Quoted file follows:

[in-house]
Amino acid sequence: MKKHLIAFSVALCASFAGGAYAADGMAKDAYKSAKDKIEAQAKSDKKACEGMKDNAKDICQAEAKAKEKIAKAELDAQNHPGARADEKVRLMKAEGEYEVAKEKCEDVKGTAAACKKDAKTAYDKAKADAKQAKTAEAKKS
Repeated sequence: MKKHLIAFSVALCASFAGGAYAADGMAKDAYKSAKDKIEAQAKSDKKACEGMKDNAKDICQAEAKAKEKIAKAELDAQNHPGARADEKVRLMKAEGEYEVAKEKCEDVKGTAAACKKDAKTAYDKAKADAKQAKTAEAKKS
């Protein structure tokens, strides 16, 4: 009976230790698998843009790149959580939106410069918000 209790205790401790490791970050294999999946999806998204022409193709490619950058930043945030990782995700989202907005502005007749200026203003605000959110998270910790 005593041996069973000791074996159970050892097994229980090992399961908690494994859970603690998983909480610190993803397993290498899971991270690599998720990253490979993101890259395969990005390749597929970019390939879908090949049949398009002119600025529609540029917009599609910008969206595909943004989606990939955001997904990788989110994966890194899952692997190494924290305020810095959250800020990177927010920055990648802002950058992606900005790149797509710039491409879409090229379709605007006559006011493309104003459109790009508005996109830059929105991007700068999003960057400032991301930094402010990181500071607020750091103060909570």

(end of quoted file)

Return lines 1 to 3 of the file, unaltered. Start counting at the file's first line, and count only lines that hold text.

[in-house]
Amino acid sequence: MKKHLIAFSVALCASFAGGAYAADGMAKDAYKSAKDKIEAQAKSDKKACEGMKDNAKDICQAEAKAKEKIAKAELDAQNHPGARADEKVRLMKAEGEYEVAKEKCEDVKGTAAACKKDAKTAYDKAKADAKQAKTAEAKKS
Repeated sequence: MKKHLIAFSVALCASFAGGAYAADGMAKDAYKSAKDKIEAQAKSDKKACEGMKDNAKDICQAEAKAKEKIAKAELDAQNHPGARADEKVRLMKAEGEYEVAKEKCEDVKGTAAACKKDAKTAYDKAKADAKQAKTAEAKKS